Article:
Chen Su, Rong Hu, Yonghong Gu, Rui Han, Xuebin Yan, Qin Liao and Dong Huang Pages 559 - 569 ( 11 )
Chronic pain is thought to be a brain disease, but the mechanisms are not well-known. In recent years, brain imaging has become an indispensable tool for pain research. For example, nuclear molecular imaging is a safe and noninvasive technology that allows researchers to probe potential brain regions of interest with suitable biomarkers. These studies help us to understand the central mechanisms of chronic pain states in humans. Brain receptors, such as the opioid receptors, dopamine receptors, NK-1 receptors, 5-HT receptors, NMDA receptors and CGRP receptors, are effector sites of neurotransmission and have prominent roles in pain generation and modulation. With nuclear molecular imaging, density, activity and distribution of such brain receptors can be visualized in vivo. Many PET and SPECT studies have shown that there is a disturbance in the function of these receptors in chronic pain states and other neurologic and/or psychiatric pathologies. Thus, these technologies have the potential to provide us with substantial and useful information of neurochemical and neurocircuit basis for pain. In recent studies, the development of nuclear molecular imaging of these receptors in the brain is summarized.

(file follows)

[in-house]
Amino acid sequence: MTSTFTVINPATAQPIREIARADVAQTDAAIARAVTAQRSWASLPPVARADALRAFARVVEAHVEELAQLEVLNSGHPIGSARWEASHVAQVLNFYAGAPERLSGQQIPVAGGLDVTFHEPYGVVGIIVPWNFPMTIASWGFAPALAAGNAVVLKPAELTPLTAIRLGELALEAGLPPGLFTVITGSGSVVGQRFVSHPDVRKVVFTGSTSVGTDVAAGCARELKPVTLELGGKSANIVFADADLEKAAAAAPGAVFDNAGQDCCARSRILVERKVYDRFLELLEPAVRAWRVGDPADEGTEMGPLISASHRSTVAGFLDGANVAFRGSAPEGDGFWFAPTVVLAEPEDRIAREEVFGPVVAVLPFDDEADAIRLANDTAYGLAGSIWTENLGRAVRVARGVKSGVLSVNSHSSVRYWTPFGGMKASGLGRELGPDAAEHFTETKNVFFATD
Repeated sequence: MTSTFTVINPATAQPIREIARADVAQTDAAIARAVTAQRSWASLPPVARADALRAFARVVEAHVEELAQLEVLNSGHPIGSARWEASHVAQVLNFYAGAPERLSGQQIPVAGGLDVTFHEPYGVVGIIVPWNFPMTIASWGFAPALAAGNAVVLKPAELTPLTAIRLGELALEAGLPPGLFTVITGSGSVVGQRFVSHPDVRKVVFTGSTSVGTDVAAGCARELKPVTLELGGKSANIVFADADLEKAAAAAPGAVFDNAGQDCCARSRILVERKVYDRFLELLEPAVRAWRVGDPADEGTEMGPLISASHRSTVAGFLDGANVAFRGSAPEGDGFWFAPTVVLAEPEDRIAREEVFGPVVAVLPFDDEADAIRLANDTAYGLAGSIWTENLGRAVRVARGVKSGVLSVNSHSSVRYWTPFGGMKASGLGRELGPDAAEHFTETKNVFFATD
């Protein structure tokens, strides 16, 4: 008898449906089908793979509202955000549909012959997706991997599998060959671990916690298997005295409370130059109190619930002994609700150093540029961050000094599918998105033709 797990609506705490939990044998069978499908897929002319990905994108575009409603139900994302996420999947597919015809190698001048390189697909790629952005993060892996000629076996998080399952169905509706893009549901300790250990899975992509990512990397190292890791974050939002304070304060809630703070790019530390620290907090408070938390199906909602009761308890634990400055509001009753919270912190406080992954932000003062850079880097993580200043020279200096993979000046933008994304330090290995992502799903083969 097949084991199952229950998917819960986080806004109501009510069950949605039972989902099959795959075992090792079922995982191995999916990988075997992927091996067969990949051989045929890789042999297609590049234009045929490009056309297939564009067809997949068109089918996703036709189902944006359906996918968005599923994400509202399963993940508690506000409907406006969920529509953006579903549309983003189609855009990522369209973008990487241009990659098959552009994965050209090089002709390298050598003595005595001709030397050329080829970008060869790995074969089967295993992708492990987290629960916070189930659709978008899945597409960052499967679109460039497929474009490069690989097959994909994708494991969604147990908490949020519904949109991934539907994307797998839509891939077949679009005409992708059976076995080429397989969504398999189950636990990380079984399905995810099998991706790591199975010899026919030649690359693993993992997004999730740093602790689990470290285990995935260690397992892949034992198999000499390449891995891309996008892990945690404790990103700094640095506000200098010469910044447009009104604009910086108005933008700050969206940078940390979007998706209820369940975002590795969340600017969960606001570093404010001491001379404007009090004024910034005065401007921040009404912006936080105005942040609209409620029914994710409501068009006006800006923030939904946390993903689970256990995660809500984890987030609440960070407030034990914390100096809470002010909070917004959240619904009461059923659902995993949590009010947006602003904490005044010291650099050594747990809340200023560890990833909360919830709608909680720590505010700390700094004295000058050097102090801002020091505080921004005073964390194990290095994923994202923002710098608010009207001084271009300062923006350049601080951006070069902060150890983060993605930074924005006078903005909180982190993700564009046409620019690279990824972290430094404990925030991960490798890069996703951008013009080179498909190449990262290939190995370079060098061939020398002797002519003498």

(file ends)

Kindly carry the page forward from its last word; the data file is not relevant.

Brain receptor, imaging, in vivo, pain, PET, SPECT.
Department of Anesthesiology, The Third Xiangya Hospital, Central South University, Changsha 410013, Hunan, China.